Like most parts of the Arab world, national consciousness in Palestine grew in the context of demographic changes and shifts in colonial control. During the 400 years of Ottoman Turkish control, Palestine was an identifiable region within the larger empire, but linked closely with what was then known as Greater Syria. With World War I and the collapse of the Ottoman Empire, Palestine became part of the British Empire. But even before that, beginning in the 1880s, the increasing influx of European Jewish settlers brought about a new national identity—a distinctly Palestinian consciousness—among the Muslims and Christians who were the overwhelming majority of Palestinian society. There was widespread unease, and sporadic organizing campaigns, against the influx of Zionist European settlers, who were viewed as a threat to indigenous land ownership. But nation-states did not yet exist in the Arab world.
When the French and British divided up the Arab world as they took over from the defeated Ottoman empire, Palestine was demarcated with specific borders, and turned over to Great Britain to rule as a Mandate territory under the approval of the League of Nations. It was in that period that national rights and the demand for independence emerged among Palestinians. As more European settlers arrived, and the British made contradictory promises to the Arabs on one side and the Zionist leaders on the other, conflict escalated. Palestinian Arabs challenged the right of the new occupants to their land, and the legitimacy of the British overlords in protecting the immigrants; the Zionist settlers, similarly, saw the indigenous Arabs (they denied for decades that there was an identifiable Palestinian people) as an impediment to full settlement of the land, and resisted the British for placing any restrictions on the numbers of immigrants allowed in to Palestine.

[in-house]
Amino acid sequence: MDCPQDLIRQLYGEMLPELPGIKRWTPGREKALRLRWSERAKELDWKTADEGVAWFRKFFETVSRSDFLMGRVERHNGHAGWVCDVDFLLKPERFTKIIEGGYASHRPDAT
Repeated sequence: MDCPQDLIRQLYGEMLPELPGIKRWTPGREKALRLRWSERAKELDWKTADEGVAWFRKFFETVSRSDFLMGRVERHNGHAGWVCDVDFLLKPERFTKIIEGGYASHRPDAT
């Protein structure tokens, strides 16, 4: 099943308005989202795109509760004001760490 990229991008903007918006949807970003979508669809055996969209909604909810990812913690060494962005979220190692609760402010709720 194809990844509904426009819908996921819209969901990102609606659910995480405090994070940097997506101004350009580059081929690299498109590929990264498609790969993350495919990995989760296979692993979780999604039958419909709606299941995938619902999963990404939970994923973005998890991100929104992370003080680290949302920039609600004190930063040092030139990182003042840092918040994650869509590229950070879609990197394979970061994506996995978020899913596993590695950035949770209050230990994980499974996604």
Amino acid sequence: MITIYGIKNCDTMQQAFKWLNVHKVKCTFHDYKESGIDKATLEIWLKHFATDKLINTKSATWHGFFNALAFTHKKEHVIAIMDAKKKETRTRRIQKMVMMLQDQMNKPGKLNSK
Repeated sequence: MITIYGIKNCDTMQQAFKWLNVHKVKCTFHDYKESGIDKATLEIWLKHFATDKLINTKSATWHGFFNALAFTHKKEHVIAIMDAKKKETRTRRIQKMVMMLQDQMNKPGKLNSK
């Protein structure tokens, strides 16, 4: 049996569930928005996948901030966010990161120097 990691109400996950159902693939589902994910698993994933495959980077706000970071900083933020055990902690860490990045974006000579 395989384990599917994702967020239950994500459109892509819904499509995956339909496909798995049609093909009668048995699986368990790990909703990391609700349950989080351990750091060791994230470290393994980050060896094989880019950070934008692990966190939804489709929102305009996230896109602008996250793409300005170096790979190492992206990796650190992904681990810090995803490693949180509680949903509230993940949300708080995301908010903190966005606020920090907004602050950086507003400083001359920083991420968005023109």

That conflict, and the armed clashes that accompanied it, eventually led to the British decision that Palestine was ungovernable, and to turn Mandate authority over to the new United Nations. When the UN voted to partition Palestine in 1947, opposition came from the Arab states, but the only survey taken of Palestinian opinion to determine what they themselves wanted was ignored in the international debate. The Palestinians were given no voice. For many years popular sentiment among Palestinians reflected the call to reverse partition—to create a democratic and secular state for all its citizens in all of Israel and Palestine together.
The period after the 1967 War, when Israel occupied the last remnants of Palestine, corresponded with the rise of the PLO as a popular guerrilla organization. (It had originally been created by Arab governments in 1964.) The initial strategic approach of the PLO was the call for national rights in the context of a democratic secular state. By the mid-1970s, debate was underway within the organization about recognizing Israel and shifting to a two-state approach. In January 1976 the PLO, with support from Egypt, Syria, Jordan and the Soviet Union, introduced a resolution calling for a two-state solution. The U.S. vetoed the resolution.
In 1988 at the height of the first intifada the PLO's parliament-in-exile, the Palestine National Council voted to accept a two-state strategy while declaring Palestine an independent state.